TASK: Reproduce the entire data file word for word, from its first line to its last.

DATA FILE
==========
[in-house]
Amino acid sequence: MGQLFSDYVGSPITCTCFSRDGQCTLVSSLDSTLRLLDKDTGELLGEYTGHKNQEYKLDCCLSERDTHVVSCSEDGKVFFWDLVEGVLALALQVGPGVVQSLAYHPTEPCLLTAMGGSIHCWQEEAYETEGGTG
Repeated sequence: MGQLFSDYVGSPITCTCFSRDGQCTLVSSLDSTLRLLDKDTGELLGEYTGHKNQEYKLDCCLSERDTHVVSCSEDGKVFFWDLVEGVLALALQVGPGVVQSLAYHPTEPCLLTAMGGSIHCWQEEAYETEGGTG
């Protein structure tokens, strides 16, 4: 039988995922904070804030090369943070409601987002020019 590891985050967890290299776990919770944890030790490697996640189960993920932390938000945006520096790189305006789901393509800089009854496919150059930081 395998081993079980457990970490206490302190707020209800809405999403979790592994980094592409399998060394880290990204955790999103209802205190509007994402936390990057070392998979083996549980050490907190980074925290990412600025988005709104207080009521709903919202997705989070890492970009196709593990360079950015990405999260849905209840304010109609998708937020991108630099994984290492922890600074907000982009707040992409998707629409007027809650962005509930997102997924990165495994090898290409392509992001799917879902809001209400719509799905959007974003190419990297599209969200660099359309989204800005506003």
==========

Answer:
[in-house]
Amino acid sequence: MGQLFSDYVGSPITCTCFSRDGQCTLVSSLDSTLRLLDKDTGELLGEYTGHKNQEYKLDCCLSERDTHVVSCSEDGKVFFWDLVEGVLALALQVGPGVVQSLAYHPTEPCLLTAMGGSIHCWQEEAYETEGGTG
Repeated sequence: MGQLFSDYVGSPITCTCFSRDGQCTLVSSLDSTLRLLDKDTGELLGEYTGHKNQEYKLDCCLSERDTHVVSCSEDGKVFFWDLVEGVLALALQVGPGVVQSLAYHPTEPCLLTAMGGSIHCWQEEAYETEGGTG
């Protein structure tokens, strides 16, 4: 039988995922904070804030090369943070409601987002020019 590891985050967890290299776990919770944890030790490697996640189960993920932390938000945006520096790189305006789901393509800089009854496919150059930081 395998081993079980457990970490206490302190707020209800809405999403979790592994980094592409399998060394880290990204955790999103209802205190509007994402936390990057070392998979083996549980050490907190980074925290990412600025988005709104207080009521709903919202997705989070890492970009196709593990360079950015990405999260849905209840304010109609998708937020991108630099994984290492922890600074907000982009707040992409998707629409007027809650962005509930997102997924990165495994090898290409392509992001799917879902809001209400719509799905959007974003190419990297599209969200660099359309989204800005506003």